F Summary and Conclusions

The Karasek and Theorell Demand/Control model of work environment, presented in Figure 6.1 appears very relevant for this study of work environment and service quality in Japanese healthcare. It has both a strong heuristic and predictive value. By combining Work Demands and Control in Table 6.1, we discovered a clear pattern where nearly one- third of the staff at these ten Japanese hospitals have Low Strain jobs, one-third High Strain jobs, while the remainder is divided between Passive and Active jobs. Table 6.2 noted that the Demand/Control model had a differential impact on different occupations. In particular, a greater proportion of doctors claimed Low Strain jobs, while more nurses claim High Strain jobs.

Table 6.3 documented the impact of the four work life or job categories on the work environment indices employed by this study, along with some additional work life indicators. A much larger proportion of the Low Strain staff scored ‘high’ on the work life indices than the High Strain staff. In particular, they have a clear impact on Service Quality - where three of five staff members with Low Strain jobs claim high Service Quality, while only one of four staff with High Strain jobs make the same claim. Table 6.4 showed that higher Discretion and Control at work leads to greater Work Satisfaction, while higher Demands have the opposite effect. It also showed that Work Satisfaction was also closely related to Service Quality. More than two-thirds of the staff that were highly satisfied said that service quality was high, while less than one-fourth of those who were least satisfied claimed high service quality. Table 6.5 documented the results of alternative perspectives on service quality by considering the staff’s evaluation of hospital standards. It showed some discrepancies with the Index of Service Quality employed in this study. However, technical issues discussed earlier prevent us from including responses about hospital standards in our Index of Service Quality.

A brief discussion of the social background of the staff and their work conditions introduced the three hospital groups at the heart of our study. Next, the Demand and Control model was revisited from the perspective of the three hospital groups employed in our study. Table 6.6 showed that the staff at Medical Co-ops were clearly over-represented among Low Strain jobs and under-represented in the High Strain category. The staff at public hospitals recorded the opposite pattern, while the Koseiren staff came in between them. After, the focus shifted to how the hospitals relate to the seven work environment indices in Table 6.7. The Medical Co-ops often rank highest in terms of positive aspects of these work environment indices, while the public hospitals ranked lowest in all but one. It also showed that staff at the Medical Co-ops rated their service quality notably higher. Half of the staff at Medical Co-ops claimed high Service Quality, while fewer than two out of five did so at public hospitals. Thus, the data demonstrate that work environment and service quality are positively related. A healthy work environment results in greater work satisfaction and it promotes better service quality. Tables 6.5 and 6.8, however, shed some light on alternative perspectives on service quality.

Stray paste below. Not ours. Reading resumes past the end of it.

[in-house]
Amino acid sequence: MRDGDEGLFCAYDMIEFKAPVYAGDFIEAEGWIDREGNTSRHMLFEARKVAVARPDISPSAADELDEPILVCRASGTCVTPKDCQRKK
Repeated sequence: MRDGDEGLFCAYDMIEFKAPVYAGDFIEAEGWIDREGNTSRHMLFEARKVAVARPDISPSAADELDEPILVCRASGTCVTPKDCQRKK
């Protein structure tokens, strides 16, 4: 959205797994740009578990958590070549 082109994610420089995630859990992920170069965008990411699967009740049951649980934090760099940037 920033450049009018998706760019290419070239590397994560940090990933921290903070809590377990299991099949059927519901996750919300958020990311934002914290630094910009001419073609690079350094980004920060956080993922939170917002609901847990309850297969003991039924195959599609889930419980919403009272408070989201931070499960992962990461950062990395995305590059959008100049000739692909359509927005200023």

Finally, Table 6.G in the appendix considered hospital occupations and stress. For example, doctors at all three hospital types are overrepresented in the Low Strain category and under-represented in the High Strain category, compared with the average for all ten Japanese hospitals. This over/under-representation is most notable at Koseiren hospitals. Similarly, administrators are over-represented in the Low Strain category and under-represented in the High Strain category for the staff at Medical Co-ops and Koseiren hospitals but not the public hospitals. However, the situation is quite different for nurses and care workers. Nurses are clearly over-represented in the High Strain category and under-represented in the Low Stain category at public hospitals, somewhat over/under-represented in the same work life categories at Koseiren hospitals and more closely distributed with the average at the Medical Co-ops. Similarly, care workers are closely distributed with the average at the Medical Co-ops, but clearly over/under-represented at Koseiren hospitals, while there are too few care workers at public hospitals to comment on their over/under-representation. This suggests that the human resource departments have their work cut out for them in terms of efforts at improving the work environment of certain groups of employees. In particular, nurses and care workers at Koseiren hospitals and nurses at public hospitals are in acute need of viable plans to improve their situation and allow them more discretion in the performance of their daily tasks.

Plot of Work Environment Indices and Outcomes

Figure 6.3 Plot of Work Environment Indices and Outcomes.